Marine Weather Net

Cape Blanco OR to Point St. George CA out 10 NM Marine Forecast




10 - 15


5 - 15



The Marine Weather Forecast In Detail:
PZZ356 Forecast Issued: 228 PM PDT Wed May 05 2021

Tonight...Northern Portion, Nw Wind 5 Kt...Backing To S 5 To 15 Kt In The Late Evening And Overnight. Brookings Southward, Sw Wind 5 Kt...Veering To W Early In The Evening, Then...Backing To Sw Late In The Evening... Backing To S After Midnight. Wind Waves 2 Ft Or Less. W Swell 4 To 5 Ft At 11 Seconds. And Patchy Fog Through The Night.
Thu...S Wind 10 To 15 Kt Northern Portion And S 5 To 15 Kt Brookings Southward. Wind Waves 3 Ft. W Swell 4 To 5 Ft At 11 Seconds. Showers Likely.
Thu Night...W Wind 5 Kt...Veering To Nw 10 To 15 Kt In The Late Evening And Overnight. Within 5 Nm Of Brookings Southward, Nw Wind 5 To 15 Kt. Wind Waves 2 Ft Or Less...Becoming 3 Ft After Midnight. W Swell 5 Ft At 10 Seconds...Building To 7 Ft At 10 Seconds And W 2 Ft At 13 Seconds After Midnight. Slight Chance Of Showers Through The Night.
Fri...Nw Wind 20 Kt Except Nw 15 To 20 Kt Within 5 Nm Of Brookings Southward. Wind Waves 3 Ft. W Swell 7 To 8 Ft... Shifting To The Nw And W 5 Ft In The Afternoon. Slight Chance Of Showers.
Fri Night...N Wind 20 To 25 Kt Except N 15 To 25 Kt Within 5 Nm Of Brookings Southward. Wind Waves 3 To 5 Ft. Nw Swell 6 To 7 Ft.
Sat...N Wind 15 To 25 Kt. Wind Waves 3 To 5 Ft. Nw Swell 4 To 6 Ft.
Sat Night...Wind N Wind 15 To 25 Kt. Wind Waves 3 To 5 Ft. Nw Swell 4 To 5 Ft.
Sun...N Wind 15 To 20 Kt...Rising To 25 Kt In The Evening, Then...Easing To 20 Kt After Midnight. Wind Waves 3 Ft...Building To 5 To 6 Ft. Nw Swell 4 To 5 Ft. Swell And W 3 Ft.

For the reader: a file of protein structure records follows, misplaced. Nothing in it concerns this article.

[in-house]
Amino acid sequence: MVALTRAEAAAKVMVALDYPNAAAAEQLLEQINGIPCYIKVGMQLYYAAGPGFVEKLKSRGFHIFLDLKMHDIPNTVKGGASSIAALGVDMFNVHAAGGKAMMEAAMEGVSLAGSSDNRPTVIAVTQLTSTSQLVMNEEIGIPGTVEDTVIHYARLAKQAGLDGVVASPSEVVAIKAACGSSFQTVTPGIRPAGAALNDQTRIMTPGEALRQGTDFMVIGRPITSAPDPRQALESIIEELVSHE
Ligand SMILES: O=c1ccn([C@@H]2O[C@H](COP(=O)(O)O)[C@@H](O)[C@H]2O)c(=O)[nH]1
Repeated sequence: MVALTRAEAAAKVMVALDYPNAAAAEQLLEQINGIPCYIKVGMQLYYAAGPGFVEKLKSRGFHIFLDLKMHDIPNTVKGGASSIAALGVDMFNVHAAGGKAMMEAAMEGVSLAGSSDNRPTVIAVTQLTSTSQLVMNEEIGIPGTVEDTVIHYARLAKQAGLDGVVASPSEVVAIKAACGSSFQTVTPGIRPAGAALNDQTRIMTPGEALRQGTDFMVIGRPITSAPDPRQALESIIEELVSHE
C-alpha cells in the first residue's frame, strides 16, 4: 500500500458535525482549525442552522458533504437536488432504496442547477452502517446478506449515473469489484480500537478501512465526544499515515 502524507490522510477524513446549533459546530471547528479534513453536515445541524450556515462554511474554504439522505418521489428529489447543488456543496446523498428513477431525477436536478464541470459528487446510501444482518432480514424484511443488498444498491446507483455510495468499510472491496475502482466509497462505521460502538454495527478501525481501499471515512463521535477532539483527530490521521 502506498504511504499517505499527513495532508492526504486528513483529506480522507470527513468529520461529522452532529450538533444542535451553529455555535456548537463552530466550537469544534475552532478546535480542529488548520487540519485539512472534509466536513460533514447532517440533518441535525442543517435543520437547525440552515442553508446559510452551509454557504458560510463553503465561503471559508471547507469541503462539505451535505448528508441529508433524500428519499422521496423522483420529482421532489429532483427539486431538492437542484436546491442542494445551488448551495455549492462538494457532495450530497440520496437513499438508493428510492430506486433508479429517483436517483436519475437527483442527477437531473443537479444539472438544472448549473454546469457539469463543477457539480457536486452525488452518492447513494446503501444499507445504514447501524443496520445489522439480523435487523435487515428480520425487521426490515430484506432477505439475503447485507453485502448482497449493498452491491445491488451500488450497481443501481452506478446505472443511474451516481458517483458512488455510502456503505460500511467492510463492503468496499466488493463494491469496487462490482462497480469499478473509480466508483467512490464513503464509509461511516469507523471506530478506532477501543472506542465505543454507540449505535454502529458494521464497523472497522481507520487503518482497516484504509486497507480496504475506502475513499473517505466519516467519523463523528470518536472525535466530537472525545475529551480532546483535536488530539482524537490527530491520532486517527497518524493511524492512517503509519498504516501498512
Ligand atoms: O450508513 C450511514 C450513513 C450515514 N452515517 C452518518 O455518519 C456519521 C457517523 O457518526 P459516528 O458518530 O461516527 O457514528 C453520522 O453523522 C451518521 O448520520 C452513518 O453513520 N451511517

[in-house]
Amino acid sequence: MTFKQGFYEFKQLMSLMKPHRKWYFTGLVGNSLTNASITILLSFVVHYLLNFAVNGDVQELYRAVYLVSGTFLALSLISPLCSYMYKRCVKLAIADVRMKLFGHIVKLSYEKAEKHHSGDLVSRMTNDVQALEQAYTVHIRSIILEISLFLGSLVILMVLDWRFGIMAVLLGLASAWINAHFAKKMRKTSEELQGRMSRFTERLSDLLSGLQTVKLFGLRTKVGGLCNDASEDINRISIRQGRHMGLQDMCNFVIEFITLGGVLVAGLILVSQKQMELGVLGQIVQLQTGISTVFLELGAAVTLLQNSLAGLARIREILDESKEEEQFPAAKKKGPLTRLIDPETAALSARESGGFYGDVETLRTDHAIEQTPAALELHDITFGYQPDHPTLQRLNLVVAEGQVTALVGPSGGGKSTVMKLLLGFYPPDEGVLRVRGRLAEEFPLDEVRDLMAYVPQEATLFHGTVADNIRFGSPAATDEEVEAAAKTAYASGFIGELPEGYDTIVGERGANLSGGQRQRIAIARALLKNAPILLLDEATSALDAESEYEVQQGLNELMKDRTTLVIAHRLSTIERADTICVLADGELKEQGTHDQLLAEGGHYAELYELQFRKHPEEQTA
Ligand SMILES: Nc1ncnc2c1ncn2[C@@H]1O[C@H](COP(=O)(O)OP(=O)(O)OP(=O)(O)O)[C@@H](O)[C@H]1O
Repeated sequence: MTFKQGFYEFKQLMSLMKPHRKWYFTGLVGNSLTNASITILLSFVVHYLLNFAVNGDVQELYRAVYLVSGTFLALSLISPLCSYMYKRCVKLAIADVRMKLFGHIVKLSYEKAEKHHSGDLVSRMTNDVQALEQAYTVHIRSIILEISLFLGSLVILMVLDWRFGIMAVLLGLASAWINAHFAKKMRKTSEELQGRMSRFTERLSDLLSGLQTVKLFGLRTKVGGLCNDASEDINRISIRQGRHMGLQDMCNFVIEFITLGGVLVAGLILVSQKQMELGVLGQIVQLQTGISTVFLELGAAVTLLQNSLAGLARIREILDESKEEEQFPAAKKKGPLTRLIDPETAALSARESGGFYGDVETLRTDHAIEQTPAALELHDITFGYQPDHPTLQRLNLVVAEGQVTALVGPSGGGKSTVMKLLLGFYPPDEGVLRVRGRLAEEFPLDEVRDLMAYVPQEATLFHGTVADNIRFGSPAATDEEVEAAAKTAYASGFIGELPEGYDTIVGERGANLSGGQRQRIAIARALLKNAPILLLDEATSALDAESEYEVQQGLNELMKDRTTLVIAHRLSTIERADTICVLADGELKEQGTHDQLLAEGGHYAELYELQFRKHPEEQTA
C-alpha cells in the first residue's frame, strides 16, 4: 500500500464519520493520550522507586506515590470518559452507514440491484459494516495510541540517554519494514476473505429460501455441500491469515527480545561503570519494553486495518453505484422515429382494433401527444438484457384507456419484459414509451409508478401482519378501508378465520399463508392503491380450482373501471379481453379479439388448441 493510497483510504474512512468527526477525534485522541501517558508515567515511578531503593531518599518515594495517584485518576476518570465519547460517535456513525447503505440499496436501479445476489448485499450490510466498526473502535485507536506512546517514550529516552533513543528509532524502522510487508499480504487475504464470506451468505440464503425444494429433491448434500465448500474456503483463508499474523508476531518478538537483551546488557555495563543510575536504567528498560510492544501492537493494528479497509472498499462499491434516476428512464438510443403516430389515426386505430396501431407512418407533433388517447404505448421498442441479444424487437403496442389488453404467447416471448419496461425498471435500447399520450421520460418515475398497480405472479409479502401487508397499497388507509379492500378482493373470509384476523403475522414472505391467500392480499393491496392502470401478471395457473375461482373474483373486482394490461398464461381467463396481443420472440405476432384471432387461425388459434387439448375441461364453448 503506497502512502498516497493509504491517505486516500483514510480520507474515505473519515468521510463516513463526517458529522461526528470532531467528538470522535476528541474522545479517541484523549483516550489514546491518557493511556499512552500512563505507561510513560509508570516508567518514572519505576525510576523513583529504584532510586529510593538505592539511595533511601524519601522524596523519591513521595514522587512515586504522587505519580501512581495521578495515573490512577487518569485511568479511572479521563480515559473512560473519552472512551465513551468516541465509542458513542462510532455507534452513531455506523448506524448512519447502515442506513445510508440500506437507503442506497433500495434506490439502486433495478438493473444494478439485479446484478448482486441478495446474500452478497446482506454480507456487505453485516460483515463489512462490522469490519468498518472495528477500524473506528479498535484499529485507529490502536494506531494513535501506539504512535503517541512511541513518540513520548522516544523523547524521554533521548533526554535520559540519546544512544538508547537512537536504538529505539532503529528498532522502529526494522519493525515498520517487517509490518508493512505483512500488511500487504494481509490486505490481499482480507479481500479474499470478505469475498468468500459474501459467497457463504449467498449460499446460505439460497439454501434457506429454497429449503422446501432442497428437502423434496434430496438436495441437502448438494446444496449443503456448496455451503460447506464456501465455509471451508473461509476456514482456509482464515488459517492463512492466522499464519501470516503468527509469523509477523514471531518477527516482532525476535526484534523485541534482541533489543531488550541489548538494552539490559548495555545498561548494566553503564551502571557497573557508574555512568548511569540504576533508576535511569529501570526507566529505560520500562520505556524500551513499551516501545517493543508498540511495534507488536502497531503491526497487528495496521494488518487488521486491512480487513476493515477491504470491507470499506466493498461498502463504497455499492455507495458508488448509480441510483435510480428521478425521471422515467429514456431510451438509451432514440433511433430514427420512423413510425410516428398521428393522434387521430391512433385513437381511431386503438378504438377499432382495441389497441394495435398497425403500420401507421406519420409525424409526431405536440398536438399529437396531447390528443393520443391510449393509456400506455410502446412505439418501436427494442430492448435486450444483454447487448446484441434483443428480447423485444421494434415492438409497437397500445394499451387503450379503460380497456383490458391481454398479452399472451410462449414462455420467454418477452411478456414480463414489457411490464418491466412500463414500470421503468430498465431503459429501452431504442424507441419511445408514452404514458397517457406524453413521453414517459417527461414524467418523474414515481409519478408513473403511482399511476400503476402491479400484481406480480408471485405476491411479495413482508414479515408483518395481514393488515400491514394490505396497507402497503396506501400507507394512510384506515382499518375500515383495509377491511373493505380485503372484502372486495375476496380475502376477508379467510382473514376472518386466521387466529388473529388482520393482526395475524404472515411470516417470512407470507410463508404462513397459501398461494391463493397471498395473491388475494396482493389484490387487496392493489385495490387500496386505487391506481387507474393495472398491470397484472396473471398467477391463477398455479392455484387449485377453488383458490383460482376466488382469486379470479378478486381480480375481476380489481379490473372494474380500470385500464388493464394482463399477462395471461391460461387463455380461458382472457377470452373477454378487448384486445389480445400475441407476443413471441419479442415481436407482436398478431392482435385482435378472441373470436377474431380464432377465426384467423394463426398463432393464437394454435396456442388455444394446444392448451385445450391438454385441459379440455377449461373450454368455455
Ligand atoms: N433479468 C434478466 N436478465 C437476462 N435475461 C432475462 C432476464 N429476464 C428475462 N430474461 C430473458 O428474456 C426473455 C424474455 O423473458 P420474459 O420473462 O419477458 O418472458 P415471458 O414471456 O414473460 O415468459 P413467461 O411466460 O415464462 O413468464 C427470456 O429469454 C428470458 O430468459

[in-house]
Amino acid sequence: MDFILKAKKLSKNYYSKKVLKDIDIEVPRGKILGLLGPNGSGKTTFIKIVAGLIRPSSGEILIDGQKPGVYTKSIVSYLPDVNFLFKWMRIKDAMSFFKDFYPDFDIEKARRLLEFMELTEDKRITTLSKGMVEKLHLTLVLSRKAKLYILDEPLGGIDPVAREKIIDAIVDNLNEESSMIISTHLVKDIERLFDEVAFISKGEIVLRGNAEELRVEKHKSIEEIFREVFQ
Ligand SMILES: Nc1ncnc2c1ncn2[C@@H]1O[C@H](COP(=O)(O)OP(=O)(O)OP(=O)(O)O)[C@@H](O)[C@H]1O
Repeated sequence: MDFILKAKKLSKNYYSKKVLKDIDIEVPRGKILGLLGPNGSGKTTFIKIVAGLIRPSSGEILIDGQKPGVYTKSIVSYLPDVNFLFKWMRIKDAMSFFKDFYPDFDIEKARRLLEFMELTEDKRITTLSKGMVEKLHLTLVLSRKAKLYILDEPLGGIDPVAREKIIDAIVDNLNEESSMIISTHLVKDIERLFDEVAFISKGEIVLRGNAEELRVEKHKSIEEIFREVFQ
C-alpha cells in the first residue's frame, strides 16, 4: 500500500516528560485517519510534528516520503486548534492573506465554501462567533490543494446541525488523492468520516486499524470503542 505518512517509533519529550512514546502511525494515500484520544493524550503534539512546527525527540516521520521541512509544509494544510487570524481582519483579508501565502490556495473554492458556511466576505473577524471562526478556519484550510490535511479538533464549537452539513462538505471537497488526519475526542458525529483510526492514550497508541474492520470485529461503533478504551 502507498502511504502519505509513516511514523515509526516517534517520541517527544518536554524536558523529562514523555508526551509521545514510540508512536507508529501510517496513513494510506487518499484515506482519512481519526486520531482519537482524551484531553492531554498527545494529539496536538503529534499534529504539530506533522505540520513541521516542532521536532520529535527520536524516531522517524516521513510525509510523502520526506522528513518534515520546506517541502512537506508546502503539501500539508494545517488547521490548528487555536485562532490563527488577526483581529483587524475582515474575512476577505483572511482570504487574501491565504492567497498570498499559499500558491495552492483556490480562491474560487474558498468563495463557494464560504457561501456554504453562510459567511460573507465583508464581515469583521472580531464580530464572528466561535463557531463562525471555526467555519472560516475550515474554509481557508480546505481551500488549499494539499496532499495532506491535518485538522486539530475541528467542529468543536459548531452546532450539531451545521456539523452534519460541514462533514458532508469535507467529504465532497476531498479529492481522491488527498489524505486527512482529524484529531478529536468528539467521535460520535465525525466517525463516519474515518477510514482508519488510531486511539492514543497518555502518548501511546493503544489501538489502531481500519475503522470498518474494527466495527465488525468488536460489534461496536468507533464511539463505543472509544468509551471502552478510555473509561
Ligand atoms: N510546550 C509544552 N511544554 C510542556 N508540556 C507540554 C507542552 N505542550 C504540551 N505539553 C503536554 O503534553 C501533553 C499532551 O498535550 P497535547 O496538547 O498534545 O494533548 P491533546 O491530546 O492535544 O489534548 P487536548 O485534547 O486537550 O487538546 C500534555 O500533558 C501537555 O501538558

Mon...N Wind 20 Kt...Rising To 25 Kt. Wind Waves 5 To 6 Ft... Building To 8 Ft In The Evening, Then...Subsiding To 6 Ft After Midnight. Nw Swell 6 Ft...Becoming W 4 Ft. Swell And W 2 Ft.
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Area Forecast Discussion
National Weather Service Medford OR
458pm PDT Wednesday May 5 2021

SHORT TERM...After the very warm temperatures today, expect cooler conditions and some areas of showers as a front and upper trough move into the region Thursday and Friday. Gusty winds east of the Cascades are expected this afternoon and moreso, Thursday afternoon along with dry humidities resulting in elevated fire weather concerns. On Saturday, the upper trough will be east of the area and expect cold morning temperatures with some areas of frost in valleys west of the Cascades.

Today will be the warmest day over the area with a strong high pressure ridge in place. High temperatures this afternoon are on track to reach the mid 80s to around 90 for inland valleys west of the Cascades and the upper 70s to 80 east of the Cascades. Should Medford reach 90 degrees today, it will be the first high of 90 or above since October 2nd of last year. Along with these very warm temperatures, breezy to gusty winds and dry humidities will occur this afternoon into early this evening, especially for areas east of the Cascades and within the Shasta Valley, where fire weather concerns will be elevated.